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relapse Line breaks: re|lapse
Pronunciation: /rɪˈlaps/

Definition of relapse in English:


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1(Of a sick or injured person) deteriorate after a period of improvement: two of the patients in remission relapsed after 48 months
More example sentences
  • One patient relapsed upon discontinuation of clarithromycin therapy but has since responded to re-initiation of treatment.
  • Thirteen patients relapsed after positive response to therapy and developed tumors at pre-existing or new sites within the body.
  • All patients were cured ultimately and no patients relapsed during six months of follow up.
get ill/worse again, have/suffer a relapse, worsen, deteriorate, degenerate, take a turn for the worse, sicken, weaken, fail, sink
1.1 (relapse into) Return to (a less active or a worse state): he relapsed into silence
More example sentences
  • The main goal of this intervention is to keep him motivated and to avoid a relapse into a less active lifestyle.
  • Let it be hoped that we can refrain from relapsing into the bad old habits once the dreaded epidemic is over, so a new Shanghai with a new outlook will emerge in the long run.
  • But after three decades of lull, it has started relapsing into anarchy and violence.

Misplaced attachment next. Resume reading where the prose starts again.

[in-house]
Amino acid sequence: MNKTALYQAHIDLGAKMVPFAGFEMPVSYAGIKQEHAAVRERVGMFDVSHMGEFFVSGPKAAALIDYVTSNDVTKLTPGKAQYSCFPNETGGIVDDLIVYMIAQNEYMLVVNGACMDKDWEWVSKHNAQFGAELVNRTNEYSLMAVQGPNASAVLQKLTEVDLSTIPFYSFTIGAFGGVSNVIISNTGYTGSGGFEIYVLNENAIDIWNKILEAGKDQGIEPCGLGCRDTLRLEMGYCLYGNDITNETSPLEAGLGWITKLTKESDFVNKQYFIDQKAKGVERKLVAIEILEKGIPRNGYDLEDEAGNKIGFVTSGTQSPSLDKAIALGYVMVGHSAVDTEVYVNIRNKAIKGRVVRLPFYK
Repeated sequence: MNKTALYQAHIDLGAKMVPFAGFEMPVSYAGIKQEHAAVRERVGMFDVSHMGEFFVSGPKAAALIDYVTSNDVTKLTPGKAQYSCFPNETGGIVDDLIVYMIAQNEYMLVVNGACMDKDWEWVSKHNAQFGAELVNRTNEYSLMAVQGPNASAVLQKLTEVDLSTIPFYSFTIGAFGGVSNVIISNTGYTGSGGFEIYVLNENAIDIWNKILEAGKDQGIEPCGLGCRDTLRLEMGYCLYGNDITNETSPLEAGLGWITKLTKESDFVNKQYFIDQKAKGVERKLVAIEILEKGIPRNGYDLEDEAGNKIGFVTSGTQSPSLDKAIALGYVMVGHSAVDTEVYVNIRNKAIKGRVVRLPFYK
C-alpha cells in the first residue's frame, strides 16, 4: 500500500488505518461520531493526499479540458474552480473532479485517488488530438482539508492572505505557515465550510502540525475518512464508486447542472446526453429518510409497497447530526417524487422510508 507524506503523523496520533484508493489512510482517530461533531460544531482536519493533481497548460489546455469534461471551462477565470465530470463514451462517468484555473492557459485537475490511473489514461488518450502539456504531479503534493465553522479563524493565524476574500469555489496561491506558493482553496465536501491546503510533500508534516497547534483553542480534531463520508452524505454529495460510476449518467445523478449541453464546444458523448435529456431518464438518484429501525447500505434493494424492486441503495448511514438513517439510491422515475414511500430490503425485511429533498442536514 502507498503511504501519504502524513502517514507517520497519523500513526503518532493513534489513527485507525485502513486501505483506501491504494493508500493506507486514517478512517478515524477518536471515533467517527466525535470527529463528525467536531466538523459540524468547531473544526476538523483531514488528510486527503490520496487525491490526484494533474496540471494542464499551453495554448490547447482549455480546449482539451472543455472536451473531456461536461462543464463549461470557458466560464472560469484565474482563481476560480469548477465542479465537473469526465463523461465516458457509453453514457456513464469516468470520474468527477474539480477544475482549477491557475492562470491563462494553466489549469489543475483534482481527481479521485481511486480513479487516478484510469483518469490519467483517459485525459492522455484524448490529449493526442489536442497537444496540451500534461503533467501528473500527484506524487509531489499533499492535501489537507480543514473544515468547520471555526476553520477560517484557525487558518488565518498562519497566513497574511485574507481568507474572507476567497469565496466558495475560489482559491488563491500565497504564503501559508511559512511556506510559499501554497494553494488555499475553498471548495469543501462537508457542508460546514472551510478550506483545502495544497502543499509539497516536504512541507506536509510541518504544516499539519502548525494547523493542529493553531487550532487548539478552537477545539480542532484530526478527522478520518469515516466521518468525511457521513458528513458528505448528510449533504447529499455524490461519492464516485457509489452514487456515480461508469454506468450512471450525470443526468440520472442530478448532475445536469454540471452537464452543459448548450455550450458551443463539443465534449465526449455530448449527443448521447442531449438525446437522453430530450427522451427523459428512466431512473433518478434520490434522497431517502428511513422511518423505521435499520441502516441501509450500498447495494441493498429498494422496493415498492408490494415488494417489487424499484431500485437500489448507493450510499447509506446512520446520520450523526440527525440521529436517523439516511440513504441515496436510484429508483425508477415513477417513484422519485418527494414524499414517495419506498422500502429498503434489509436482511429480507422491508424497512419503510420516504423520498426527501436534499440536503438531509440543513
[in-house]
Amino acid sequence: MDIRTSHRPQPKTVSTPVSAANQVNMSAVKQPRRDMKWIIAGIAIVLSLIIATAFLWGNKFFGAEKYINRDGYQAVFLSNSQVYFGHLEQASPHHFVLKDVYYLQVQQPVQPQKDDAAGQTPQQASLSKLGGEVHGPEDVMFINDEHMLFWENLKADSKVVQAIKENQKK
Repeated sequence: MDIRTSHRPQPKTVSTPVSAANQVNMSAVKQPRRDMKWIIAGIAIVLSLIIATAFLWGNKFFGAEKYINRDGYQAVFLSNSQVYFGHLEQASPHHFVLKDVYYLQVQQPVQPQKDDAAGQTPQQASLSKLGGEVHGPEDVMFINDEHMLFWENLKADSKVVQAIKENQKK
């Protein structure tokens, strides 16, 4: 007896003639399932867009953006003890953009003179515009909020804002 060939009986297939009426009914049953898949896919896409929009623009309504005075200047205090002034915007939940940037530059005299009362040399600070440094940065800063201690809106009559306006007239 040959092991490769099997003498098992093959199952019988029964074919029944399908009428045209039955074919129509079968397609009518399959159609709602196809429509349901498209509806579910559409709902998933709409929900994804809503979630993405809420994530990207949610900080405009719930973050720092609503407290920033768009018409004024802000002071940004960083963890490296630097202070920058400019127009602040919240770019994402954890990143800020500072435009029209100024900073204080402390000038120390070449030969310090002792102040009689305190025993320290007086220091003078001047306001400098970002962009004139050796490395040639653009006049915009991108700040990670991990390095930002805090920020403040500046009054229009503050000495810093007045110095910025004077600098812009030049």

revert, lapse;
regress, retrogress, backslide, fall back, go backwards, slip back, slide back, drift back, degenerate


Pronunciation: /ˈriːlaps/
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A deterioration in someone’s state of health after a temporary improvement: he responded well to treatment, but then suffered a relapse
More example sentences
  • However, once treatment was stopped, there were no differences in the rates of relapses and new brain lesions between the two groups.
  • In salmonella infections relapses of enteritis or bacteraemia are common.
  • Many of these patients also experienced a relapse of their psychotic illness after the pregnancy.
deterioration, worsening of someone's condition, turn for the worse, setback, weakening;


Example sentences
  • Number of relapses increased the likelihood of subsequent relapses, but there were no characteristic differences between one-time relapsers and multiple relapsers.
  • A systematic review of 19 randomised trials and 3765 patients found that 33% of naive patients and 49% of relapsers achieved a sustained virological response on combination therapy.
  • The best treatments are less clear for non-responders and relapsers.


Late Middle English: from Latin relaps- 'slipped back', from the verb relabi, from re- 'back' + labi 'to slip'. Early senses referred to a return to heresy or wrongdoing.

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